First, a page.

Hollywood golden boy Ryan Gosling made his directorial debut this past spring with Lost River, but don’t expect to see it hitting the big screen anytime soon. With the film receiving less-than-stellar reviews at the Cannes Film Festival, executives at Warner Bros. have instead opted to quietly release the film via home entertainment platforms sometime next April.
Dubbed a “fantasy neo-noir,” Lost River follows a single mother (Christina Hendricks) and her troubled teenage son (Ian De Caestecker) as they struggle through economic difficulties before somehow discovering a secret, underwater utopia. Even with plenty of hype and writing/co-production credits from Gosling himself, the film’s only manged to secure a Metacritic score of 35%. In his review, Variety staff writer Justin Chang offered the following criticisms:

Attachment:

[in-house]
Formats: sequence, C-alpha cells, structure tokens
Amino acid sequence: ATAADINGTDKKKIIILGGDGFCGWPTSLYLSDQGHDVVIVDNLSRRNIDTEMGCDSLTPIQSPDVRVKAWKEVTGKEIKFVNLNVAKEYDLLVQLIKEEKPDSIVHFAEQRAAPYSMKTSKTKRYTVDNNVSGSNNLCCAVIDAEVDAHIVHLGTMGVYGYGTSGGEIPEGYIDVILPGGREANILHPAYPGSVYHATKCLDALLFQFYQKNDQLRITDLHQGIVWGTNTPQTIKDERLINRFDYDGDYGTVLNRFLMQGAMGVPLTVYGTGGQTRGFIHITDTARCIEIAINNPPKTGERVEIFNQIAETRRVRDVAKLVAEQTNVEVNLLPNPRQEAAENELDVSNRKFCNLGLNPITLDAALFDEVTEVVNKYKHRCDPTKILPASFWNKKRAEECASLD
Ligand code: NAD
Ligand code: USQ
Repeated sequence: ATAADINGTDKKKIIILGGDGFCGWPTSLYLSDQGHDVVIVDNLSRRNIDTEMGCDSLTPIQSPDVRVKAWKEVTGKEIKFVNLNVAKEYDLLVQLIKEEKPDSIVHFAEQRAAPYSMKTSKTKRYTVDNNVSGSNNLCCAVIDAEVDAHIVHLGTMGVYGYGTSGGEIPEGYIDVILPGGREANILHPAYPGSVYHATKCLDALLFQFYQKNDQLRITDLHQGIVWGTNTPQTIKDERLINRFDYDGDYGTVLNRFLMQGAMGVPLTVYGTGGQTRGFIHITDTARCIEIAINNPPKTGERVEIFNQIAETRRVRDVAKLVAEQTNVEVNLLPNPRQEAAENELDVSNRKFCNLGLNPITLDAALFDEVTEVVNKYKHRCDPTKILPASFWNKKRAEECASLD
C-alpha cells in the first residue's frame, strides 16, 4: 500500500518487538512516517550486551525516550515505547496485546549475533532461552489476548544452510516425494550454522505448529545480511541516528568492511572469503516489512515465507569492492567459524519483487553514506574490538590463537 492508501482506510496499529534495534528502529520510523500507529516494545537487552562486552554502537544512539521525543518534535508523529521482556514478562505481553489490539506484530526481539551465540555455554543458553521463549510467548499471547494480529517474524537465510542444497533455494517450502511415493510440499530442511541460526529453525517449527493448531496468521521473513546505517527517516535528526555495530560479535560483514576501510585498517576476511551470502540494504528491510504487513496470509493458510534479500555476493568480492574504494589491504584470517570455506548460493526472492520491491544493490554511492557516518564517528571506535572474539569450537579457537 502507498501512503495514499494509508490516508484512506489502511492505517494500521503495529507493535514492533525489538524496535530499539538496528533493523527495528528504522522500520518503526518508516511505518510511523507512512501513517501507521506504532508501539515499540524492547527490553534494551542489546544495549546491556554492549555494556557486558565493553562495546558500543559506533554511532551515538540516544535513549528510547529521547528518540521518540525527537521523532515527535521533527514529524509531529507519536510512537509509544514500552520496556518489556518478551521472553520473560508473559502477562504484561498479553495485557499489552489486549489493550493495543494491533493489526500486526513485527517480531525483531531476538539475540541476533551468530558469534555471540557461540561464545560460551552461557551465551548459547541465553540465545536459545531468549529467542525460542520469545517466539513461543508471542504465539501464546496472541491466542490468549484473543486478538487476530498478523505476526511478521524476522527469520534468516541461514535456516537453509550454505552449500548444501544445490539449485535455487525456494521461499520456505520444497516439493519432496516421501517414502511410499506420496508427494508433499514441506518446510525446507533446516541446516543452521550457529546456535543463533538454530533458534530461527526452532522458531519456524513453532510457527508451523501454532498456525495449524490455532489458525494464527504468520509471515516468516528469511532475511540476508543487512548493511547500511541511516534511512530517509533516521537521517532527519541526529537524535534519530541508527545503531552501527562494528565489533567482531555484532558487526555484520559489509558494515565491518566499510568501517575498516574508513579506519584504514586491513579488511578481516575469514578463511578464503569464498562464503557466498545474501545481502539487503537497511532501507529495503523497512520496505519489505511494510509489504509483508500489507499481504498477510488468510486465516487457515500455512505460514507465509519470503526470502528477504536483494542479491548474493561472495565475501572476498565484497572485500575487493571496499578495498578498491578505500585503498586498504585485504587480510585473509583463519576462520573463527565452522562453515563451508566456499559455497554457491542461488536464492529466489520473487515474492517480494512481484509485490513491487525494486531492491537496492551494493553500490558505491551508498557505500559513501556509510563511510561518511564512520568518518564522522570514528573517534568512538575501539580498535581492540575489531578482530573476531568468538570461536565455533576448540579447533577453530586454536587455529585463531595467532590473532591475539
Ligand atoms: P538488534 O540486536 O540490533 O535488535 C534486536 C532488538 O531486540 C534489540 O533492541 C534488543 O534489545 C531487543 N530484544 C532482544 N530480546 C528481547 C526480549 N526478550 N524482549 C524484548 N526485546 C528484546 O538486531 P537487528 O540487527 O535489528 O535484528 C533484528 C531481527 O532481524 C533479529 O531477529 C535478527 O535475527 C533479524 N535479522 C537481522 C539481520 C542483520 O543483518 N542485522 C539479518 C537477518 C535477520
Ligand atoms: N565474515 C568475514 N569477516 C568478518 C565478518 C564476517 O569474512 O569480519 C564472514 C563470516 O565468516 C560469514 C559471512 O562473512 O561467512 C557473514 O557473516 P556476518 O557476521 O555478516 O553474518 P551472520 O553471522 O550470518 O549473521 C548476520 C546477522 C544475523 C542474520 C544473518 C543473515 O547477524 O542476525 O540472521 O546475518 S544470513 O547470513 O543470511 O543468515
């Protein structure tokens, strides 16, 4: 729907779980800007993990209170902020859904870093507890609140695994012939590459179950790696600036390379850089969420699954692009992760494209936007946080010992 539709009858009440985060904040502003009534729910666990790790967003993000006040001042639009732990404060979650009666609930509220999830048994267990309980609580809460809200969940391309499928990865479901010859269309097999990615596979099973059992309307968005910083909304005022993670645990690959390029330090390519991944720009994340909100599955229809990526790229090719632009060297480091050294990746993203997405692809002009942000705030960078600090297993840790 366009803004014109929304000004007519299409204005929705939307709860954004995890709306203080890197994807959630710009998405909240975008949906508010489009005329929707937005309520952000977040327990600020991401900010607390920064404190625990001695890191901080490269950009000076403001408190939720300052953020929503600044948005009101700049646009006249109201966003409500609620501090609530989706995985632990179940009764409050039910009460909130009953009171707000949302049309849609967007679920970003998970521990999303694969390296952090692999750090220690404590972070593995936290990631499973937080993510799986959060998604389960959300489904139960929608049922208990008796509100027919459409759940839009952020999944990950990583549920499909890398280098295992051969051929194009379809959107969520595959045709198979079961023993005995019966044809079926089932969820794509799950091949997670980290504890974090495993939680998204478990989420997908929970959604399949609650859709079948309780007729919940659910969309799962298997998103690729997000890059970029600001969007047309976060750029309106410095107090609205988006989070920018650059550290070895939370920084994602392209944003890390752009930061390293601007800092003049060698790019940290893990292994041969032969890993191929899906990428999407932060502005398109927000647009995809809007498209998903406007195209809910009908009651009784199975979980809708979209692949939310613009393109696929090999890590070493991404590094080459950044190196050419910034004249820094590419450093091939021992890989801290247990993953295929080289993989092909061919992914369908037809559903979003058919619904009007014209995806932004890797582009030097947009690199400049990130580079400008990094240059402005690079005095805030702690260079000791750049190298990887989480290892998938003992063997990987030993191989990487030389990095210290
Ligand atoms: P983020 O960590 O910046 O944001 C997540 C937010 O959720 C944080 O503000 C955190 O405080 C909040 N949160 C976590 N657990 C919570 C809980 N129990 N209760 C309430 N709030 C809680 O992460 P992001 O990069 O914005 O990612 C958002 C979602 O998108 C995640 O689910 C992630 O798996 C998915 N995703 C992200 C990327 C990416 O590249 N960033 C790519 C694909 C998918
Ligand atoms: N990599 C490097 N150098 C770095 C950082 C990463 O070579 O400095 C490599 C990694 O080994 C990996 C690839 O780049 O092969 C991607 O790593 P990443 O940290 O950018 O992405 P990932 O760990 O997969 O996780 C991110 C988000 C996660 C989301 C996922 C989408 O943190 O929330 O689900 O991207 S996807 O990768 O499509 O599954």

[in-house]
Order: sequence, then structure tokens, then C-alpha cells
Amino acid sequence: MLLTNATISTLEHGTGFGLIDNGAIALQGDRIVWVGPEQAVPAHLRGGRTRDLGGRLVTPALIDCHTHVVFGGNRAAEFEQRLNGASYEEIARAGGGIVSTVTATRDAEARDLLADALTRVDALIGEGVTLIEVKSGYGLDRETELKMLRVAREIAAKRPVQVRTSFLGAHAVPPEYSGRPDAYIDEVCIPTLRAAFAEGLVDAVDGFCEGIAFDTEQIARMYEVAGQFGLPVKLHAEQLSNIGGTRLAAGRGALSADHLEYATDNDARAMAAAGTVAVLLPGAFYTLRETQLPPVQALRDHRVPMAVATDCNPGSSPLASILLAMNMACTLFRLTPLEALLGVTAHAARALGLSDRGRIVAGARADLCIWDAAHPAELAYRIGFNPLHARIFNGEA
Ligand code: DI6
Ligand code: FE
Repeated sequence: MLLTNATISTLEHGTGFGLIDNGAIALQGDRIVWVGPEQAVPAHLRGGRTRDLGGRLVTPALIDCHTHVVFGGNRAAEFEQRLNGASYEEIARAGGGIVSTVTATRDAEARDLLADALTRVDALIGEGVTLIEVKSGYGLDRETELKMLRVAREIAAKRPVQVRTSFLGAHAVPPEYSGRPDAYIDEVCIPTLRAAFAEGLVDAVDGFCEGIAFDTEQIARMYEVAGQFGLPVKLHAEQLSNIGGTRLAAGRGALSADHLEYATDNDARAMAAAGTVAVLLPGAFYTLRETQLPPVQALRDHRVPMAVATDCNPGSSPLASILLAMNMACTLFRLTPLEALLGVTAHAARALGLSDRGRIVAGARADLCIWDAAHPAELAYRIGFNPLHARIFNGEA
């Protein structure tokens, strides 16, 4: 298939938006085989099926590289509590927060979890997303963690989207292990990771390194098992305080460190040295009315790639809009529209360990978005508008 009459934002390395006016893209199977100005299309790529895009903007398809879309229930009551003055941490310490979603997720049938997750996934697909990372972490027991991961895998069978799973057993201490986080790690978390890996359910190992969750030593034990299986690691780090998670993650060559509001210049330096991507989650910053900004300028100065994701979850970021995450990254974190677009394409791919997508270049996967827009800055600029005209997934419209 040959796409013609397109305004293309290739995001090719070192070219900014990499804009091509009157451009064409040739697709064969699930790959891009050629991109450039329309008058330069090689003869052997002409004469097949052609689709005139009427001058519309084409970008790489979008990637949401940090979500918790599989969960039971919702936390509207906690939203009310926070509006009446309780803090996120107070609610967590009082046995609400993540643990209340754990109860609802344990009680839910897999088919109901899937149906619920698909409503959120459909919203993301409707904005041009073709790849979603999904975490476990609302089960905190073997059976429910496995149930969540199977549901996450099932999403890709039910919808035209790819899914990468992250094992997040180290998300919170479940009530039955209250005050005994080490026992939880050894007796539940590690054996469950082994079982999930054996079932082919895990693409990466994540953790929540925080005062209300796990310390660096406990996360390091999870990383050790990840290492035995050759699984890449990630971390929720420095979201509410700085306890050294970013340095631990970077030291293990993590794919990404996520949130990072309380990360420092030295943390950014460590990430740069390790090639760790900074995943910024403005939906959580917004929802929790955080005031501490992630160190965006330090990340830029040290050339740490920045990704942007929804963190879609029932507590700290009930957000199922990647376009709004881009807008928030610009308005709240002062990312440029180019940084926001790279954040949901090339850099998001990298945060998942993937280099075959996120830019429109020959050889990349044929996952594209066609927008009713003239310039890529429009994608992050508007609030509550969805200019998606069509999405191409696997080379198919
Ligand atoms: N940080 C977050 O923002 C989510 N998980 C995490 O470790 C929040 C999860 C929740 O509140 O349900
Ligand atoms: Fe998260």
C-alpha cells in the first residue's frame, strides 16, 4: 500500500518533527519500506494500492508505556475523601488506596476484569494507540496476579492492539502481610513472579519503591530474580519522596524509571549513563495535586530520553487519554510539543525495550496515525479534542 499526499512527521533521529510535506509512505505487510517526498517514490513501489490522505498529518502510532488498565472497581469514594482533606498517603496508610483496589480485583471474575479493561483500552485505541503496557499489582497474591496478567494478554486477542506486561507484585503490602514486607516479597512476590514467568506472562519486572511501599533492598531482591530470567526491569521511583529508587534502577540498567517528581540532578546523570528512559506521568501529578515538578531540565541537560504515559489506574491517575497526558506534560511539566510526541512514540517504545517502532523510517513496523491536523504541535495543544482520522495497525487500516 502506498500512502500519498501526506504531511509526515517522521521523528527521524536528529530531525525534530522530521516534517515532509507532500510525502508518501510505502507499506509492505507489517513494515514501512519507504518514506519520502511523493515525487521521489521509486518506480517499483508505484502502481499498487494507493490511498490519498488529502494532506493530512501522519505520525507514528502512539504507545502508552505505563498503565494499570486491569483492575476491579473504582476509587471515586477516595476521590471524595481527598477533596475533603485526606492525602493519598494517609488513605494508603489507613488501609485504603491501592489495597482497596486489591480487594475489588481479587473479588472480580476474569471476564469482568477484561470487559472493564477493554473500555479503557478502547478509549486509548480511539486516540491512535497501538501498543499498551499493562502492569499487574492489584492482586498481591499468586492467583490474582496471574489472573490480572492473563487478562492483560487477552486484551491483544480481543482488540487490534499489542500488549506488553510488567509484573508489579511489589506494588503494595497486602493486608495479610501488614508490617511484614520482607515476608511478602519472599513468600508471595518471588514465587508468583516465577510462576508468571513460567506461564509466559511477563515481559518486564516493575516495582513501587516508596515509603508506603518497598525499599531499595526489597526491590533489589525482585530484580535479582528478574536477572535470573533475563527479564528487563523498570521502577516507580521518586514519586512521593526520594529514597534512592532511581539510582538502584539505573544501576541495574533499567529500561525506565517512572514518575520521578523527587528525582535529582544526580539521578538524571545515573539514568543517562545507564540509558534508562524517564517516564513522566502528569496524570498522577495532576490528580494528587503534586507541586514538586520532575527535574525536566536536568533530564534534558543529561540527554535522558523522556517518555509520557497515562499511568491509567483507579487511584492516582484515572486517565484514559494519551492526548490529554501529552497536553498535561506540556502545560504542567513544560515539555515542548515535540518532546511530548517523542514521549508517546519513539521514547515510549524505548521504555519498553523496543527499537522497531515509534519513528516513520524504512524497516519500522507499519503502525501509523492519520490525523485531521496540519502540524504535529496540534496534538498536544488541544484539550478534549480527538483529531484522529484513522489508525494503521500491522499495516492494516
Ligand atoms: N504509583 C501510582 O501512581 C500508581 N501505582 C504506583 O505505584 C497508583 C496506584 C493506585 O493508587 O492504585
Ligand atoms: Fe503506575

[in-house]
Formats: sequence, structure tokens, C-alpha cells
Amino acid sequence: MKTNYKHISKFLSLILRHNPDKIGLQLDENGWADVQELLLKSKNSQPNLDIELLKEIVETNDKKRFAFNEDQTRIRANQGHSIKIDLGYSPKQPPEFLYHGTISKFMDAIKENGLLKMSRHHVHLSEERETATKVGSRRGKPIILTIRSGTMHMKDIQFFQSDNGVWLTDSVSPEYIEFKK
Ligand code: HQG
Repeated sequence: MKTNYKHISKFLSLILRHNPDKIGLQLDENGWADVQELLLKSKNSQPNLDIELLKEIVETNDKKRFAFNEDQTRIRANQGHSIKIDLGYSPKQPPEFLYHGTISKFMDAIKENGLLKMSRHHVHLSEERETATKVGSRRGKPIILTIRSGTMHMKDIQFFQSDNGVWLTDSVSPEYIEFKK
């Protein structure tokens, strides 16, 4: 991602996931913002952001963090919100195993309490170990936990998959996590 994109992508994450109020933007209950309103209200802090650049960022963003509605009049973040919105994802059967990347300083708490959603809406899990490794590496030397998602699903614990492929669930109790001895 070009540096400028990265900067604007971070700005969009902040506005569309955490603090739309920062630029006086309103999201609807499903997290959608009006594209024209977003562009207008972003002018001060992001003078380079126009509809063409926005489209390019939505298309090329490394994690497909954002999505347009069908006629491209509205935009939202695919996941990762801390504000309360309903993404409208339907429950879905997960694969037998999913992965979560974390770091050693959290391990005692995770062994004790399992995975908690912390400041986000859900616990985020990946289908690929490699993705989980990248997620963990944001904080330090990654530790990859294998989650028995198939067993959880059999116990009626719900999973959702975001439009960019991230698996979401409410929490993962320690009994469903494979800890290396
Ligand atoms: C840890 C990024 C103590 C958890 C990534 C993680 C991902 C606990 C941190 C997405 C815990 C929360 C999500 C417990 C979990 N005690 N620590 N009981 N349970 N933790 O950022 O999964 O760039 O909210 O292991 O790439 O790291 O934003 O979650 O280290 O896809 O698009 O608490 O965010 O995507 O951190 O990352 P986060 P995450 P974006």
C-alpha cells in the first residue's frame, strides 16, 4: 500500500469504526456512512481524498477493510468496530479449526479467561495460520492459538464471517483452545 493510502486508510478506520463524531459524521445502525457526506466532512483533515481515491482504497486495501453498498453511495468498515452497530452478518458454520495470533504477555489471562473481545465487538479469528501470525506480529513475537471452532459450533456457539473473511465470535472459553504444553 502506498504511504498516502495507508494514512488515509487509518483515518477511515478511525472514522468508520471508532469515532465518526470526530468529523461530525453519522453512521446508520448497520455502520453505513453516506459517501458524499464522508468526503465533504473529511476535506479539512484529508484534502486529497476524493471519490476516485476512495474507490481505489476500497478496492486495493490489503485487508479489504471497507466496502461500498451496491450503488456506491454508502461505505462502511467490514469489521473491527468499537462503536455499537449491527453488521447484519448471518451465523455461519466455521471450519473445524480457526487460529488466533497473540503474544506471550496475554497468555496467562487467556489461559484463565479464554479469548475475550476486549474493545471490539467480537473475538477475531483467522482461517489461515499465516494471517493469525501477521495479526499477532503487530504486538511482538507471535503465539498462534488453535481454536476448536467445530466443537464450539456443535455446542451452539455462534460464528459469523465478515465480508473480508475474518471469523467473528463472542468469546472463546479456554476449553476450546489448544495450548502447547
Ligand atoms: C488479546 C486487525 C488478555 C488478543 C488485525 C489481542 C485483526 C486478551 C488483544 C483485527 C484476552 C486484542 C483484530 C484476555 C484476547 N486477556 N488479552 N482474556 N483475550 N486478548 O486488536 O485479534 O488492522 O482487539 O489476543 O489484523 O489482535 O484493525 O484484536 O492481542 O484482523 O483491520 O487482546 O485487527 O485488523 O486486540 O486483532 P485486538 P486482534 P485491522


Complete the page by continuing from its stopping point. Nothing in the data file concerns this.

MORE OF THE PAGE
Lost is indeed the operative word for this violent fairy tale about a fractured family trying to survive among the ruins of a city overrun by thugs, sexual predators and other demons, nearly all of them cribbed from the surreal cinematic imaginations of other, vastly more intuitive filmmakers. It’s perversely admirable to the extent that Gosling has certainly put himself out there, sans shame or apology, but train-wreck fascination will go only so far to turn this misguided passion project into an item of even remote commercial interest.
As IndieWire notes, the studio’s decision not to give Lost River a theatrical release should come as no surprise: Following the abysmal debut at Cannes, Warner Bros. quickly sought to sell the film to an indie distributor.
Below, watch a trailer for Lost River.
Here’s my humble take on the whole thing: Ryan — can I call you Ryan? — if you want to take a little break from the director’s seat, or the movie business in general, I would gladly welcome a new Dead Man’s Bones album.